City Council Issues
If you get on council what are your main goals?
My goals are to promote fiscal responsibility and increase revenue to the city by promoting jobs and get businesses to come to Upland through an Economic Development Director. I also seek to maintain and improve our public services like improving our infrastructure, roads, sidewalks and trees. We must stay within our budgetary means, promote economic growth and create more local jobs. Examples of proactive business programs we need to implement are Local Hire program, Women’s Business Enterprise, Minority Business Enterprise and Small Business Enterprise.
What are the three most important issues that you would like to address as a city councilmember?
- Fiscal responsibility with the budget.
- Improve public services like infrastructure.
- Promote economic growth with more businesses and jobs.
What makes you a better candidate?
Out of all the candidates I am the only one that has volunteered for 31 years in Upland on a consistent basis. I have the knowledge of 16 years of working on Government contracts for the Upland Planning Commission. I have accomplished many goals that helped raise property values by working to improve our neighborhoods. I actively accomplished these goals through zoning changes, historic preservation and tax incentives that have helped our housing stock through the Mill Act and grants. I served as chair of the planning commission and helped to bring popular businesses and attractive homes to The Colonies. I also spent 3 years promoting the implantation of the 9 Historic districts which increased property values in Upland. I improved the aesthetics of the city by helping design architecturally attractive infill buildings in Upland. I love our city and pledge to continue to work to make Upland a better place to live.
What is your idea on pensions?
Pensions are controlled by CALPERS. The state needs to write legislation to control the pensions or all cities may go broke. But, what we can do to reduce the amount of retirement benefits for new hires? We can offer less benefits for medical for the future, reduce percentages for police and fire, not allow pension spiking, etc.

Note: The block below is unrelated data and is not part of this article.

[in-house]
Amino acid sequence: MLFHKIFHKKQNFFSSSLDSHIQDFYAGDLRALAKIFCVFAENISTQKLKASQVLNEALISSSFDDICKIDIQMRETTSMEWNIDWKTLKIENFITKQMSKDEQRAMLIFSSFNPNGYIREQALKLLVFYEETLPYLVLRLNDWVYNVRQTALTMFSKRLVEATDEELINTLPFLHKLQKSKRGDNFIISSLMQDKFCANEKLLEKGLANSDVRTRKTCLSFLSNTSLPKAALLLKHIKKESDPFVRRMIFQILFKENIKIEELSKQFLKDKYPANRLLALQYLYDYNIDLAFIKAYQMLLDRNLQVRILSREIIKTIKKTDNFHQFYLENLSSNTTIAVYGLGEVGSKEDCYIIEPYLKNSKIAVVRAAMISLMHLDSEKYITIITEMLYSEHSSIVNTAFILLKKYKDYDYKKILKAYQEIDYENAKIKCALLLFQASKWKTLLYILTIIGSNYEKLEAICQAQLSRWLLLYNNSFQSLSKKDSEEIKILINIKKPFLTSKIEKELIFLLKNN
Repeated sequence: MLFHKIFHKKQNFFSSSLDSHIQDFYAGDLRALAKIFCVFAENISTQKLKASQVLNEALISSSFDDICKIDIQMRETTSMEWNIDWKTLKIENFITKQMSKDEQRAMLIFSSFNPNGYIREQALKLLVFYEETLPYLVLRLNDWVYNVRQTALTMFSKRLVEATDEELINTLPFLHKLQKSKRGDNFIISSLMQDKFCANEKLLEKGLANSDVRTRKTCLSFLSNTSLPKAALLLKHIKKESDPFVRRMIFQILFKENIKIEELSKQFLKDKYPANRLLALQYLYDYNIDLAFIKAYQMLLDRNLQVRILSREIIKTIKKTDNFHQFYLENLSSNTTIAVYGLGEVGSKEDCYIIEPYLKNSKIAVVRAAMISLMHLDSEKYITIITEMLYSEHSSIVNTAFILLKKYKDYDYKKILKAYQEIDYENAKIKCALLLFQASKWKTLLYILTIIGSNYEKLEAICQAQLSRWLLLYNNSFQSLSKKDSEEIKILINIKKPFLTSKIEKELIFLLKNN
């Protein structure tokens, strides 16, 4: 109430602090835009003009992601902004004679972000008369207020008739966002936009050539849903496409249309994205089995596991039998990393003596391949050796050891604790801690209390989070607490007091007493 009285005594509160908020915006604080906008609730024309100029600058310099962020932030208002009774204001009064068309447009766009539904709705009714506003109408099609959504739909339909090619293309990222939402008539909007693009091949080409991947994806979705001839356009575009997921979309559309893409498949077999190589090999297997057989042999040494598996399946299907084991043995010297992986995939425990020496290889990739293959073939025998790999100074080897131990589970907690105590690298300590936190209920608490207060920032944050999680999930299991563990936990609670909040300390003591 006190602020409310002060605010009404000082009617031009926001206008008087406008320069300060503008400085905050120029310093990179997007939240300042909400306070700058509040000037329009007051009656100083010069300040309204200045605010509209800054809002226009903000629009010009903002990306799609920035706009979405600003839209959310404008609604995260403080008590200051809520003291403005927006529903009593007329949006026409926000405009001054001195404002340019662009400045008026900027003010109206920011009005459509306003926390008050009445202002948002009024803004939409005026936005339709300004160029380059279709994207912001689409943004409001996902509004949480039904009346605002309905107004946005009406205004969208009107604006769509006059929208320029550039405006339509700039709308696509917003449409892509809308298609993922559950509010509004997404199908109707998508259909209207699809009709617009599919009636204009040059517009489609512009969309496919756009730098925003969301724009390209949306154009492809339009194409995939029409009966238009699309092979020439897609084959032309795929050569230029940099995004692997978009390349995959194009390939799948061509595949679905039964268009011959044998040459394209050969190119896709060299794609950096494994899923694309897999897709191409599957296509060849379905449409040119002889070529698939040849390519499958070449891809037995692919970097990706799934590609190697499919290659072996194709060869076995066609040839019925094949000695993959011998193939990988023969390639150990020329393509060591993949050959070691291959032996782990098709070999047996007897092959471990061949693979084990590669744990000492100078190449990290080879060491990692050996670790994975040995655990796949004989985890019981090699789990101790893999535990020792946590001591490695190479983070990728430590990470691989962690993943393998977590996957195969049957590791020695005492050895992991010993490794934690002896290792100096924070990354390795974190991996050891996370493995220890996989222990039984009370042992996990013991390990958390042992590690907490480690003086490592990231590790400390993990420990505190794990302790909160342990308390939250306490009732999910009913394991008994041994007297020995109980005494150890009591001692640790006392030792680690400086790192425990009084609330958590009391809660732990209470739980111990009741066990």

What should the council be doing that they are not?
We need to re-evaluate what our council should be doing. We need to be more pro-active not re-active. Not just kissing babies and going to ribbon cuttings. The City Council needs to create transparency to the citizens of Upland. Bringing back trust means developing relationships with the people. We need to be proactive in our dealings with our budget, city planning and businesses. The city needs to be more transparent by adding to their website a site so that all people can see the funds going in and out of the city. The council needs to show kindness and respect to the audience and staff to re-build the trust they have lost in the city. The City Council needs to discuss in an open manner all the issues as they arise and not just vote on them without discussion. The council needs to act in a timely manner especially when it comes to budget issues. The council could ask questions of staff to clarify issues for the people and explain what they are discussing using layman’s terms instead of acronyms that the average person doesn’t understand. I would also suggest staff send e-mails to anyone on a city mailing list interested in the agenda. The agenda should also be written in layman’s terms so that the people will understand the topics coming before the council.